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White Boy Privilege

by PeakCare Qld on 21st July 2016

Home -> Articles -> 2016 -> July -> White Boy Privilege
Do yourself a favour! Watch White Boy Privilege for the best and most powerful description of ‘white privilege’ that PeakCare has ever come across. ‘White Boy Privilege’ is a poem written by a 14 year old boy. His recital of the poem has now gone viral on YouTube.

It’s very clear to PeakCare that in whatever planning is undertaken to address the disproportionate representation of Aboriginal and Torres Strait Islander children and families in the child protection system, our goals will not be achieved if the notion (and reality!) of ‘white privilege’ is not fully enmeshed within the strategies that are developed. A failure to do so will result in the perpetuation of a confused ‘problematising’ of Aboriginal and Torres Strait Islander peoples and their cultures in place of properly recognising and addressing the social disadvantages and discriminatory treatment they experience as the artefacts of a dominant white culture including the residual impact of colonisation. It’s very clear that in the development of these plans, we cannot simply (and often very offensively!) shine a spotlight on Aboriginal and Torres Strait Islander peoples without also directing that spotlight on the culture, values, attitudes and behaviours of non-Indigenous Australians and, within this context, that means the culture, values, attitudes and behaviours of all non-Indigenous policy-makers, service providers and decision-makers involved at all points of the child protection system.

Representatives of non-indigenous government and non-government organisations cannot – MUST NOT – presume that they are qualified or able to speak to the hopes and aspirations held by Aboriginal and Torres Strait Islander communities and families in respect of their children – that is for them to decide. There are however both professional and moral obligations held by non-Indigenous organisations – government and non-government – to openly and honestly reflect on and own our responsibility for the impact we have had and continue to have as members of a dominant white culture on Aboriginal and Torres Strait Islander children, families and communities. It is a furphy to think that any non-Indigenous organisation or persons working for that organisation can ever claim to be culturally aware if each one of those persons is not ‘self-aware’ – aware of our own ‘white culture’, what our membership of that culture has meant to the shaping of our values and beliefs and how these play out in our relationships and encounters with others, how others who are not members of the dominant white culture experience their dealings with us. Without that self-awareness we will be unable to approach anything that looks remotely like cultural ‘competence’.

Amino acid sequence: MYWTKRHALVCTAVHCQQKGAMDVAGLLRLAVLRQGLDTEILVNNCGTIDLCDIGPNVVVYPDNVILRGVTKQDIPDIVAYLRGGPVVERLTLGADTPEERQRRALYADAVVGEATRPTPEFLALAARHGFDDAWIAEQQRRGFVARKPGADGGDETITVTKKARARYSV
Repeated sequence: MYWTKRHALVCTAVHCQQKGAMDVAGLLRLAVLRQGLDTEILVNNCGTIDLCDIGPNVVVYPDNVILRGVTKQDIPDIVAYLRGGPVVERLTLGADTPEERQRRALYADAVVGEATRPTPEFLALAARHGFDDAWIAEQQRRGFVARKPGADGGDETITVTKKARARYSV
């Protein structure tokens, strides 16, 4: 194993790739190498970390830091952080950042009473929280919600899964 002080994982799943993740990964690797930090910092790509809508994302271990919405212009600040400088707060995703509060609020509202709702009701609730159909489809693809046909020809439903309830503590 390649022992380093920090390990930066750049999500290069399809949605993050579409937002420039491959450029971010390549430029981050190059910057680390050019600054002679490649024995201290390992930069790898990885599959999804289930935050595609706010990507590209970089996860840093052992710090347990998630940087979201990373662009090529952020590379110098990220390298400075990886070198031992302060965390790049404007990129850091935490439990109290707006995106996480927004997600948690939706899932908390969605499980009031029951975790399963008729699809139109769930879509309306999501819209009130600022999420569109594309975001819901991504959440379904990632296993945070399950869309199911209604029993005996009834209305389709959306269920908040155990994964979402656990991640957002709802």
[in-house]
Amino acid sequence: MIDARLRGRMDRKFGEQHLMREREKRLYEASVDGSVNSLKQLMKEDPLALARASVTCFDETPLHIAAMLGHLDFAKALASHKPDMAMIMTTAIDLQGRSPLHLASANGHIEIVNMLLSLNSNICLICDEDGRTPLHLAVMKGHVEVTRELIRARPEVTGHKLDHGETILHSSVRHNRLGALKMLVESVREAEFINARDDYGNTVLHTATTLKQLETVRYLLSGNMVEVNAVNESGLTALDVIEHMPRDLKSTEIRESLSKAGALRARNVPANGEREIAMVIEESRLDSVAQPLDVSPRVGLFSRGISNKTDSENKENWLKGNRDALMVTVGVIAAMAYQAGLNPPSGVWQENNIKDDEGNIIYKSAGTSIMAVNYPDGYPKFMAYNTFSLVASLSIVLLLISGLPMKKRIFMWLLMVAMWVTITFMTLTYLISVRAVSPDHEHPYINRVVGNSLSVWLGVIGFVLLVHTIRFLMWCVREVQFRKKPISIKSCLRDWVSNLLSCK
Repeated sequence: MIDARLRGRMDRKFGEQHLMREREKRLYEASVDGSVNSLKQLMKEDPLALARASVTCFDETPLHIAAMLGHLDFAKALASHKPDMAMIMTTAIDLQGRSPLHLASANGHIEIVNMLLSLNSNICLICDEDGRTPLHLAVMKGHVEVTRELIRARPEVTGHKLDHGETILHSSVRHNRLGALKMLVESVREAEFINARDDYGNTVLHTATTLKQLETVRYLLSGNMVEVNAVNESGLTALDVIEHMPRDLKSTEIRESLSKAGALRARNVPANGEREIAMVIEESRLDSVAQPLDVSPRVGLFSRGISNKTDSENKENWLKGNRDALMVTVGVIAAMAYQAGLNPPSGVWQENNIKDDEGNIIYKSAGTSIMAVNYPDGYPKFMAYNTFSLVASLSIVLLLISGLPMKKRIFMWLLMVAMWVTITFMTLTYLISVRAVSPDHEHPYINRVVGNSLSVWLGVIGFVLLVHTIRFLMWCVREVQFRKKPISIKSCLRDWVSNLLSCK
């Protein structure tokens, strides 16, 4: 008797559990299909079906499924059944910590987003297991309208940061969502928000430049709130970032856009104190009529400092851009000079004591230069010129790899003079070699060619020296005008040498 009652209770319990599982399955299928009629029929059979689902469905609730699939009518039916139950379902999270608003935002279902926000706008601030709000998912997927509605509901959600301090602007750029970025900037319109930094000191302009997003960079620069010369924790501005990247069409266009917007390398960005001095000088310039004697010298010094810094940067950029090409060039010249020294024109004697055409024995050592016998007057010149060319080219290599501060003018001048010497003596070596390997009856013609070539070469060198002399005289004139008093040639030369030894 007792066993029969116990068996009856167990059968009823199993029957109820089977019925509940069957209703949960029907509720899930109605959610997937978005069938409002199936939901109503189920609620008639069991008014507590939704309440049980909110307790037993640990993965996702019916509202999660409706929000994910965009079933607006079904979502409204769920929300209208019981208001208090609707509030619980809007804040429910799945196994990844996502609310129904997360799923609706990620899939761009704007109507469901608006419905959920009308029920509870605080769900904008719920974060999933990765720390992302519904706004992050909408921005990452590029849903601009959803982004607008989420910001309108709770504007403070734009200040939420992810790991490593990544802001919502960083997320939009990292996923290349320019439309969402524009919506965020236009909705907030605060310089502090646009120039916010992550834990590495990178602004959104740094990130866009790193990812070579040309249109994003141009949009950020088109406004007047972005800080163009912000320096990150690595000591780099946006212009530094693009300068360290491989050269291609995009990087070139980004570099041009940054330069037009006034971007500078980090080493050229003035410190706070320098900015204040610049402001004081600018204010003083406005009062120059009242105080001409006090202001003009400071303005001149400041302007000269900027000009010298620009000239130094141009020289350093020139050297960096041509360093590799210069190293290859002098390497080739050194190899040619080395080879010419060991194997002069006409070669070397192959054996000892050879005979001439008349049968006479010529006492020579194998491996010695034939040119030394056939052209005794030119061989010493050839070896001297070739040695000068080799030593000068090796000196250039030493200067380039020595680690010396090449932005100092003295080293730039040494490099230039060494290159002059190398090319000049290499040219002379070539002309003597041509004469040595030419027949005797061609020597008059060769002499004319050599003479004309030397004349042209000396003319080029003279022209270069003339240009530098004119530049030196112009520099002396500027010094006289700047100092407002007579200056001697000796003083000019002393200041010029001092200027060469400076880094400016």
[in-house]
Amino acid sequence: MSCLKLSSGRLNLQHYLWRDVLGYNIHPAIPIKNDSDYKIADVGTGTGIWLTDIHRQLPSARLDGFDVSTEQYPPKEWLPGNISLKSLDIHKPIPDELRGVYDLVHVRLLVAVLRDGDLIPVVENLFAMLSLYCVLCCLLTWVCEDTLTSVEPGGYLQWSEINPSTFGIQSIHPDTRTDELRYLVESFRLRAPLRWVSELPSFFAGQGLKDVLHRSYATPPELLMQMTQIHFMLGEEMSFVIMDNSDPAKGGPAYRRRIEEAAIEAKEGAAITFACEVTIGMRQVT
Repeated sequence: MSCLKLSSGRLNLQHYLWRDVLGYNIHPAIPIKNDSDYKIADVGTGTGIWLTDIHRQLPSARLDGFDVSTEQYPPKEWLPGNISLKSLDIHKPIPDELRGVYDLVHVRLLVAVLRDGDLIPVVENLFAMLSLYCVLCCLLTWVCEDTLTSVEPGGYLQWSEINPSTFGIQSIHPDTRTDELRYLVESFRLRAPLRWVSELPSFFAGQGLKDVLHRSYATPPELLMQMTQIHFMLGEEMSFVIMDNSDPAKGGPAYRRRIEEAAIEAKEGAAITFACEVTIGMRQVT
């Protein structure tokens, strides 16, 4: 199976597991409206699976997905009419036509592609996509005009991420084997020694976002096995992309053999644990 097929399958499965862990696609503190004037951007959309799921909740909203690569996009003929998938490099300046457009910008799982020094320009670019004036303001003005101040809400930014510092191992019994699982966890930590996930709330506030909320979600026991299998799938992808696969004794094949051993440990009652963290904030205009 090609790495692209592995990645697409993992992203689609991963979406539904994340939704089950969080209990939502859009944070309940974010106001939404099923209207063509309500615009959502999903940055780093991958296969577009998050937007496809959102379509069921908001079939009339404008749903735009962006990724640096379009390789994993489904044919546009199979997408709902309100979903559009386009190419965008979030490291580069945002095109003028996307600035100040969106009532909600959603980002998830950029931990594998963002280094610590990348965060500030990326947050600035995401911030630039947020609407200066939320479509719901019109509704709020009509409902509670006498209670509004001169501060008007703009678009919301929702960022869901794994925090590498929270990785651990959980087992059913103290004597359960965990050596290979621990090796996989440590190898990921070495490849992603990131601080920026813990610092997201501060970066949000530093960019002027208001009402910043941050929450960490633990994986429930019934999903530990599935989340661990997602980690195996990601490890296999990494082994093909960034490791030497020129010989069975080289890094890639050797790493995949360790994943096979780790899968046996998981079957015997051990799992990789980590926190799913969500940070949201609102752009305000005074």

Without wishing to diminish in any way the legacy of past government policies that actively pursued the eradication of Aboriginal and Torres Strait Islander races, this young man’s poem also highlights the suffering too often experienced by other groups – those who have culturally and linguistically diverse backgrounds, women, all others who are not the beneficiaries of ‘white boy privilege’.

If you happen to find some of the language used within the poem a little shocking, try reading the comments entered in response to the video – the words you will read there are the ones that are truly disgusting! Is there any reason to think that the views reflected within many of these comments differ markedly from those held by far too many Australians? Hopefully ‘Yes’, but probably, and very sadly, ‘No’. In a perverse way however, these comments confirm the messages conveyed by the poem. The irony is that as bad as these comments are, they can also serve to motivate us in as powerful a way as this young man’s poem can be drawn on as a source of inspiration.
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